BEIJING - A Tibetan monk has died in a Chinese prison, a rights group and Tibet's exiled government said Monday, 13 years into a sentence for terrorism and separatism observers said was deeply flawed.
Relatives of Tenzin Delek Rinpoche, 65, were informed of his death by police in the southwestern city of Chengdu on Sunday, Students for a Free Tibet (SFT) said in a statement.
In a separate statement, Tibet's government-in-exile in India cited his cousin, Geshe Nyima, saying the cause of death remained unclear, and added that relatives were outside the prison Monday morning "urging the authorities to return Rinpoche's body but to no avail".
Meanwhile, Tibetans were gathering outside government offices in Delek's home county of Yajiang in Sichuan province, according to London-based group Free Tibet. A large amount of security forces have been deployed in response, the organisation said, with government offices working through the night on Sunday.
He was convicted in 2002 of separatism and being involved in a bombing in a public square and was initially condemned to death. The sentence was later commuted to life in prison and then to 20 years.
Delek's assistant, Lobsang Dhondup, was convicted around the same time and was executed in 2003. The two men's cases drew condemnation from the European Union and rights groups at the time.
Delek maintained his innocence throughout his sentence, the SFT statement said, adding that his family had asked police for his body so that they could perform funeral rites.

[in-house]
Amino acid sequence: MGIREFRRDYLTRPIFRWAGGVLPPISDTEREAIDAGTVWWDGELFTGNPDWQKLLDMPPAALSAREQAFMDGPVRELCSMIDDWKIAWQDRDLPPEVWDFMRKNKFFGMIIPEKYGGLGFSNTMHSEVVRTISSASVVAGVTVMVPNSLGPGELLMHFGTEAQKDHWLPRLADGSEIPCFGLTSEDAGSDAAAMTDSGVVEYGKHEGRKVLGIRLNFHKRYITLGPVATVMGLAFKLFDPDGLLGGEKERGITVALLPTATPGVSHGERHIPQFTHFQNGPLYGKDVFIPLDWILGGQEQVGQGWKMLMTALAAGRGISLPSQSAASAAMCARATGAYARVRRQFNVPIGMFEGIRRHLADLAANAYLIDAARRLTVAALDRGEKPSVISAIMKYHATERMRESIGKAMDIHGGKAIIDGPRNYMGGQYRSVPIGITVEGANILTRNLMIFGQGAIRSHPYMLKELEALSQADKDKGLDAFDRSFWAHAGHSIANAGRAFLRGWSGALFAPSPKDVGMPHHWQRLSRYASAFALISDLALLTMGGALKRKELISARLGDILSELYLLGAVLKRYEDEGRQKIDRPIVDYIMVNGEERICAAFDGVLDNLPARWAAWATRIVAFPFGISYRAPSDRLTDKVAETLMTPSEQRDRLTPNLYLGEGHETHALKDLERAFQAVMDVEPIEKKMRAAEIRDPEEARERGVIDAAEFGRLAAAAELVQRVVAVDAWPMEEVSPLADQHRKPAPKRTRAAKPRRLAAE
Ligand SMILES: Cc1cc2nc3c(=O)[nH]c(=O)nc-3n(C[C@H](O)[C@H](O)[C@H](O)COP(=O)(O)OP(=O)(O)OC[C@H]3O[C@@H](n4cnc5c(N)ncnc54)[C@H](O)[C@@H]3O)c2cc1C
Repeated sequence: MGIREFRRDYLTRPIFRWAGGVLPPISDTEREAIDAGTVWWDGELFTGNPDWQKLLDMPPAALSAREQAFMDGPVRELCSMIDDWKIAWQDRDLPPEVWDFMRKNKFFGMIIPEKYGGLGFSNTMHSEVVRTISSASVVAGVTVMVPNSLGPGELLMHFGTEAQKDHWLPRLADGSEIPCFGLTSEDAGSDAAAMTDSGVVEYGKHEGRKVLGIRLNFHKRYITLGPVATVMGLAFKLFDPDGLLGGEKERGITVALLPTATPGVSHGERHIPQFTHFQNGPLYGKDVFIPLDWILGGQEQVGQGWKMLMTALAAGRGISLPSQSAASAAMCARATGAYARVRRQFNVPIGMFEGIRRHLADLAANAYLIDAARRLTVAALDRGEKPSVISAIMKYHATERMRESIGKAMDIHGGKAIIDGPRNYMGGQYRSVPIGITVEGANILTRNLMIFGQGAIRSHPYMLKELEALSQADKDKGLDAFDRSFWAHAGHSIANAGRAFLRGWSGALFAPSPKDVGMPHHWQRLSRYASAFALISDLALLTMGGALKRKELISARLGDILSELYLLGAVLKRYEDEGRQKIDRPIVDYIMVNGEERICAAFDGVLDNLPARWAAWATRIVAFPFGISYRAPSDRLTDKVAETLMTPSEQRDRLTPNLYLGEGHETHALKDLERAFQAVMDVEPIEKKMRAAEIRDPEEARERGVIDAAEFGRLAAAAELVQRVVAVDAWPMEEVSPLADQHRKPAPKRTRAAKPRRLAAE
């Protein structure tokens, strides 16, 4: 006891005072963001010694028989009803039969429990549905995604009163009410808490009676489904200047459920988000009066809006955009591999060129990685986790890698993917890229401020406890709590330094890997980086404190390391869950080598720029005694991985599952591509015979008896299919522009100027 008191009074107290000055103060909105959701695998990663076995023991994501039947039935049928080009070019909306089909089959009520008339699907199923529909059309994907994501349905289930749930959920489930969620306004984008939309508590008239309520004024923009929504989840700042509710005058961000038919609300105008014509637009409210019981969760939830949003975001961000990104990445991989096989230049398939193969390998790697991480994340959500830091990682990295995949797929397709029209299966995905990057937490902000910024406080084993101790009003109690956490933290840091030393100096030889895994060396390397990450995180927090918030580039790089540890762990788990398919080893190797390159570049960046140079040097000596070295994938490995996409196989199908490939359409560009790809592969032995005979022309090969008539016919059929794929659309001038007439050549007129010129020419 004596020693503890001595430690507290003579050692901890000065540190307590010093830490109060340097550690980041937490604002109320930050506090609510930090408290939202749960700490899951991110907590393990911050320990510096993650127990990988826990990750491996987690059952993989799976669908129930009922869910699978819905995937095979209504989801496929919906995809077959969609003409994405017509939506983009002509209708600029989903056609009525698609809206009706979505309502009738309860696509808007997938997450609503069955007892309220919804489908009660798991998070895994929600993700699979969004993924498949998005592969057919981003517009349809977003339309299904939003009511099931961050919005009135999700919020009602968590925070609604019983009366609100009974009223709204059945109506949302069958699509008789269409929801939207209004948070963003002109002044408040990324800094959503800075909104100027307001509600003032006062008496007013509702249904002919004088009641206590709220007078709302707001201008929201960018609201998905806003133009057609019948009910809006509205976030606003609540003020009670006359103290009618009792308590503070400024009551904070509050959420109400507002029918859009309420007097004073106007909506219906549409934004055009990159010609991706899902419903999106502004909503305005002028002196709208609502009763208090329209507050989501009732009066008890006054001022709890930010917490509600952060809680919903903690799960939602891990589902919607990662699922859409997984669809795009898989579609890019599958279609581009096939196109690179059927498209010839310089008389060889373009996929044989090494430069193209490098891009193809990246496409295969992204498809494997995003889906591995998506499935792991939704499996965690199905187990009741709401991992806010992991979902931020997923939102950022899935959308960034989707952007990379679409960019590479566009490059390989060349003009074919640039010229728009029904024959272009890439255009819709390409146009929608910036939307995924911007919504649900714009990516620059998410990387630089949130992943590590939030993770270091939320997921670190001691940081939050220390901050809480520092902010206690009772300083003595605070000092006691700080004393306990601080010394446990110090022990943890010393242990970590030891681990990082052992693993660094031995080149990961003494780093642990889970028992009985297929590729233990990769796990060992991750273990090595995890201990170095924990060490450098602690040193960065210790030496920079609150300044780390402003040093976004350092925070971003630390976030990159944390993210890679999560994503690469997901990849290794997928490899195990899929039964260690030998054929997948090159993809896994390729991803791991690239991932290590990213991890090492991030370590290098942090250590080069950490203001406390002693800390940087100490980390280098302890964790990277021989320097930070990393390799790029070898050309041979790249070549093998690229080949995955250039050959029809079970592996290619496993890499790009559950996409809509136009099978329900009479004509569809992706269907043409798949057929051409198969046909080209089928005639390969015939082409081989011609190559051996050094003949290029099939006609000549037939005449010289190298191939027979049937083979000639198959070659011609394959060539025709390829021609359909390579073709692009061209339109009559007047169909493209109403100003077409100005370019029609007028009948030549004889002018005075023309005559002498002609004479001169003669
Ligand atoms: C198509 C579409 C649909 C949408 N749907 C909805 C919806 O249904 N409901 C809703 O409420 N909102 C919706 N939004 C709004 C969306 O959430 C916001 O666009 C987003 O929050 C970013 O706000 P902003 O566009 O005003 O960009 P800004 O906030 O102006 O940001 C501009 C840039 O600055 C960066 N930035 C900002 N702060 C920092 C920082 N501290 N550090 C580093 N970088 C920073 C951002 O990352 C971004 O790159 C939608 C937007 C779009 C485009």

Radio Free Asia, which is funded by the US government, also reported the death, quoting a source in Tibet as saying: "Chinese police informed his relatives that he was seriously ill and when they rushed to visit him, they were told he was already dead."
RFA said that Delek was known to be in extremely poor health with a serious heart condition, adding he allegedly received no treatment.
SFT attributed his medical condition to "over 13 years of unjust imprisonment and torture", adding that family members had applied for medical parole for him last year, which had not been granted.
The leader of Tibet's exiled government in the north Indian hill town of Dharamsala expressed his grief over the death and said China's rejection of medical parole reflected its "continuing hard line policies".
"Such mistreatment will only generate more resentment among Tibetans," Lobsang Sangay said in the statement.
China, which has ruled Tibet since 1951, has been accused of trying to wipe out its Buddhist-based culture through political and religious repression and a flood of immigration by Han Chinese, the country's ethnic majority.
Tibet's spiritual leader the Dalai Lama fled Tibet after an abortive uprising in 1959 established his government-in-exile in Dharamsala.
Calls to the propaganda office of Chengdu public security bureau went unanswered.
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